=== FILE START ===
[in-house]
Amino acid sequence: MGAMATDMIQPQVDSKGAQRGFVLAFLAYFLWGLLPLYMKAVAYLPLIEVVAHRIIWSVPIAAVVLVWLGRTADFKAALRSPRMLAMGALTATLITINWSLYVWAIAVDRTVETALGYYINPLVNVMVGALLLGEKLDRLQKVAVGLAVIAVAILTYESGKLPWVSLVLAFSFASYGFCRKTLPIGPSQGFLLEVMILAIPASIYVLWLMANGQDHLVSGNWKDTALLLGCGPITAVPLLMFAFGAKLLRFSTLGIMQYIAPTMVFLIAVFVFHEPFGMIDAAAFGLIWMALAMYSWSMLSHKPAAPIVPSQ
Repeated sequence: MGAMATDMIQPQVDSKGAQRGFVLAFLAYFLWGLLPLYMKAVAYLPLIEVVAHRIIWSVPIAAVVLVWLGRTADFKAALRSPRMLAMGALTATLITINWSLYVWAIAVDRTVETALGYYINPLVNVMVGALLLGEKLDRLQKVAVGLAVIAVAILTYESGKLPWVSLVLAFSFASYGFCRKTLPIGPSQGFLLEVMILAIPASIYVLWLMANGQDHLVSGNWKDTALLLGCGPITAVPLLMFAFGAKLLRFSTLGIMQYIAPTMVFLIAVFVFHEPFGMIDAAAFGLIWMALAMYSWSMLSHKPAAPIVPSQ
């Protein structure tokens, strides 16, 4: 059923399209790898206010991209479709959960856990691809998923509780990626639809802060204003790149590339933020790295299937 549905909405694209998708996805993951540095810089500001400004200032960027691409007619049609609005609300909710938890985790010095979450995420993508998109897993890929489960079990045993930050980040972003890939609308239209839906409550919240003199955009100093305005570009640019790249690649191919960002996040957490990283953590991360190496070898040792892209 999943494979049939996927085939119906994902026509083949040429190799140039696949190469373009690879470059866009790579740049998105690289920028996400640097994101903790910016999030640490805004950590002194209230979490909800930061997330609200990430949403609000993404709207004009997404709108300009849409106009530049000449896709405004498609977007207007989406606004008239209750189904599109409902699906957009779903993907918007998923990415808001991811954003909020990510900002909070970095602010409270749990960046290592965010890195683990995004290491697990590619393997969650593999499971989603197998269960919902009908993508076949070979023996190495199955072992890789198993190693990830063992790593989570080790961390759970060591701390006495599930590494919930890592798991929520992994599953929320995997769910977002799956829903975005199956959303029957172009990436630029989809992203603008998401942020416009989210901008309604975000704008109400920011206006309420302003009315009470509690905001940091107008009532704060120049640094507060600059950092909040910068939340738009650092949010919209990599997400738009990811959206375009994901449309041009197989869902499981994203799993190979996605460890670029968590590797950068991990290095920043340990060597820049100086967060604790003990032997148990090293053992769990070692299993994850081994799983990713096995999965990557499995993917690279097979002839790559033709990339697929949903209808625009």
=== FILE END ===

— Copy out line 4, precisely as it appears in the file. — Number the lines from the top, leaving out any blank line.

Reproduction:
């Protein structure tokens, strides 16, 4: 059923399209790898206010991209479709959960856990691809998923509780990626639809802060204003790149590339933020790295299937 549905909405694209998708996805993951540095810089500001400004200032960027691409007619049609609005609300909710938890985790010095979450995420993508998109897993890929489960079990045993930050980040972003890939609308239209839906409550919240003199955009100093305005570009640019790249690649191919960002996040957490990283953590991360190496070898040792892209 999943494979049939996927085939119906994902026509083949040429190799140039696949190469373009690879470059866009790579740049998105690289920028996400640097994101903790910016999030640490805004950590002194209230979490909800930061997330609200990430949403609000993404709207004009997404709108300009849409106009530049000449896709405004498609977007207007989406606004008239209750189904599109409902699906957009779903993907918007998923990415808001991811954003909020990510900002909070970095602010409270749990960046290592965010890195683990995004290491697990590619393997969650593999499971989603197998269960919902009908993508076949070979023996190495199955072992890789198993190693990830063992790593989570080790961390759970060591701390006495599930590494919930890592798991929520992994599953929320995997769910977002799956829903975005199956959303029957172009990436630029989809992203603008998401942020416009989210901008309604975000704008109400920011206006309420302003009315009470509690905001940091107008009532704060120049640094507060600059950092909040910068939340738009650092949010919209990599997400738009990811959206375009994901449309041009197989869902499981994203799993190979996605460890670029968590590797950068991990290095920043340990060597820049100086967060604790003990032997148990090293053992769990070692299993994850081994799983990713096995999965990557499995993917690279097979002839790559033709990339697929949903209808625009």